Lemon Myrtle (Backhousia citriodora)

14 Interesting Facts About Lemon Myrtle

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Lemon myrtle (Backhousia citriodora) is an aromatic Australian rainforest tree that produces a powerful lemon-scented essential oil. The leaves of the lemon myrtle tree have been used as a food flavoring and in medicines by Australian aboriginal peoples for thousands of years.

More recently, lemon myrtle essential oil and dried leaf products have become popular worldwide as a refreshing, uplifting aroma and flavoring. The lemon myrtle plant also has antimicrobial properties that make it useful for health and beauty products.

Keep reading to learn 14 fascinating facts about this distinctive Australian native plant.

Facts About Lemon Myrtle

DSC03743 - Backhousia citriodora - Lemon Myrtle
DSC03743 – Backhousia citriodora – Lemon Myrtle by RaeAllen is licensed under CC BY-NC-SA 2.0 .
  1. Lemon myrtle has an intense, sweet lemon fragrance.
    • The leaves of lemon myrtle contain citral, the main component in lemon peel oil, giving them an intense sweet lemon aroma and flavor.
    • Lemon myrtle essential oil is one of the most concentrated sources of citral, containing over 90%. This gives it stronger lemon notes than lemon verbena or lemon balm.
  2. It is native to the subtropical rainforests of eastern Australia.
    • Lemon myrtle occurs naturally in subtropical rainforests along Australia’s eastern coast, from the state of Victoria up into central Queensland.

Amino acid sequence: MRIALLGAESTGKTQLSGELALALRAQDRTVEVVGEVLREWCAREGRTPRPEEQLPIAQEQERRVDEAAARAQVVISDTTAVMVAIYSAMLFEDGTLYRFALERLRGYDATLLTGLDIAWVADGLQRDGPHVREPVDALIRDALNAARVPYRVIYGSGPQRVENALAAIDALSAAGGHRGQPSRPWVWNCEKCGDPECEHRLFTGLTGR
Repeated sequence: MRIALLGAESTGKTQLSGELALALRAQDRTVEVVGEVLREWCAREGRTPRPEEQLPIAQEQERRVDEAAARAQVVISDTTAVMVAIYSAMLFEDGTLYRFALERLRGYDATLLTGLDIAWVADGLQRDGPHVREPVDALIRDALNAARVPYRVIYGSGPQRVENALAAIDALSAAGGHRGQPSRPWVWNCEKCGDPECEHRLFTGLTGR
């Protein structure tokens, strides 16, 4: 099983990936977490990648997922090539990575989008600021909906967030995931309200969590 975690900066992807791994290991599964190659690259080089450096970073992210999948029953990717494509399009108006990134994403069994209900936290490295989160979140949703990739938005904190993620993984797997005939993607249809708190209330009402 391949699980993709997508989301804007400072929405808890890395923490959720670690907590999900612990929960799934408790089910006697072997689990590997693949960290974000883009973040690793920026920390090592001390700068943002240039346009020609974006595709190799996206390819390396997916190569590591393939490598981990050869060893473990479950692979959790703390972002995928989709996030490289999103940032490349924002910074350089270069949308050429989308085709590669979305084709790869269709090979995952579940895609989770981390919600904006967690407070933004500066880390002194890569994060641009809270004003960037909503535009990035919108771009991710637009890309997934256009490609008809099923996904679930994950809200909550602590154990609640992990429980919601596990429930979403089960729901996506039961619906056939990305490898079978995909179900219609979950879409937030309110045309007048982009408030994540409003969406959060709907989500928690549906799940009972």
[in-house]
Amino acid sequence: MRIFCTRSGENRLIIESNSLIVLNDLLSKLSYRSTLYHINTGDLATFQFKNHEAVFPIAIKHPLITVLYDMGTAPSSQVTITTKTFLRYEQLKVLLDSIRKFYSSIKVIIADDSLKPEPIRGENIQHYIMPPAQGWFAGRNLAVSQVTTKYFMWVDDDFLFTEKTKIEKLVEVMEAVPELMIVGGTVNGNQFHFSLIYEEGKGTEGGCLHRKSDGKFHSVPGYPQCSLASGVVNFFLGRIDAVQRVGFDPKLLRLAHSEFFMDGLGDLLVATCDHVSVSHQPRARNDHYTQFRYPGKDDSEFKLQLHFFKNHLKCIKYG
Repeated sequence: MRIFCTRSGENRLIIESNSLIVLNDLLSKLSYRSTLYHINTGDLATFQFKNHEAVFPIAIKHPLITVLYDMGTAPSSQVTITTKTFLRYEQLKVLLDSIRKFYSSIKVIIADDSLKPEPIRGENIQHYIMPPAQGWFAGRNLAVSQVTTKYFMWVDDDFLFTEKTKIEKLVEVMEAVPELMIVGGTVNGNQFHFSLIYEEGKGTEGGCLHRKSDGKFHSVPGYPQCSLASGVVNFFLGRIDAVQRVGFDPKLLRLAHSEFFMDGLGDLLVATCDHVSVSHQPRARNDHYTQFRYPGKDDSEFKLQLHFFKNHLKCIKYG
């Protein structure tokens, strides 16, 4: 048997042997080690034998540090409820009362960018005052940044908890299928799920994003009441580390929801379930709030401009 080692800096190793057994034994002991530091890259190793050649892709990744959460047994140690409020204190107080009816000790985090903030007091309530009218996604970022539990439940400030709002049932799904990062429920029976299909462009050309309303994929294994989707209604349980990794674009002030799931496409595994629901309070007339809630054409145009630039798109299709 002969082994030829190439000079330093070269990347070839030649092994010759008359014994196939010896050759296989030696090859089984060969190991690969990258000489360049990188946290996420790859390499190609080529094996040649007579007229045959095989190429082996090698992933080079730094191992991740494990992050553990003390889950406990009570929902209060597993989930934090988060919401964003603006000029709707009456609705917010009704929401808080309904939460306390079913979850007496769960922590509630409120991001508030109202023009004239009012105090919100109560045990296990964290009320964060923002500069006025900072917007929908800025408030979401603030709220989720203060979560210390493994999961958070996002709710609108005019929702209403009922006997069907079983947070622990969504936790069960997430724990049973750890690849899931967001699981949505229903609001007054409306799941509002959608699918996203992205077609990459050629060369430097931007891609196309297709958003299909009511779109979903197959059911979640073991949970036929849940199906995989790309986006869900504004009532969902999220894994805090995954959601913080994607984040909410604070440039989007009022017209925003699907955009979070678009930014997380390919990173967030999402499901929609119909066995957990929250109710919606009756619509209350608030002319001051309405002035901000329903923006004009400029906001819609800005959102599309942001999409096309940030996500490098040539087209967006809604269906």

• It thrives in warm, humid environments in shady and semi-shady positions.
  3. Lemon myrtle has been used by Indigenous Australians for thousands of years.
    • Australian aboriginal peoples have long used lemon myrtle medicinally as an antiseptic, in healing salves and teas.
    • The leaves were also used to flavor foods and beverages. Early British settlers learned to use lemon myrtle from the native peoples.
  4. The leaves are dried or distilled into essential oil.
    • To capture its bright citrus notes, lemon myrtle leaves are either dried whole or distilled into a golden-colored essential oil.
    • Dried leaves and essential oil are used in teas, baking, desserts, marinades, skincare, aromatherapy, and more.
  5. Lemon myrtle has antimicrobial and antibacterial compounds.
    • Research shows that derivatives of citral in lemon myrtle called flavonoids have natural antimicrobial and antibacterial properties.
    • These compounds may help inhibit the growth of bacteria and other microbes, suggesting benefits for health and skincare.
  6. It contains beneficial plant compounds like antioxidants.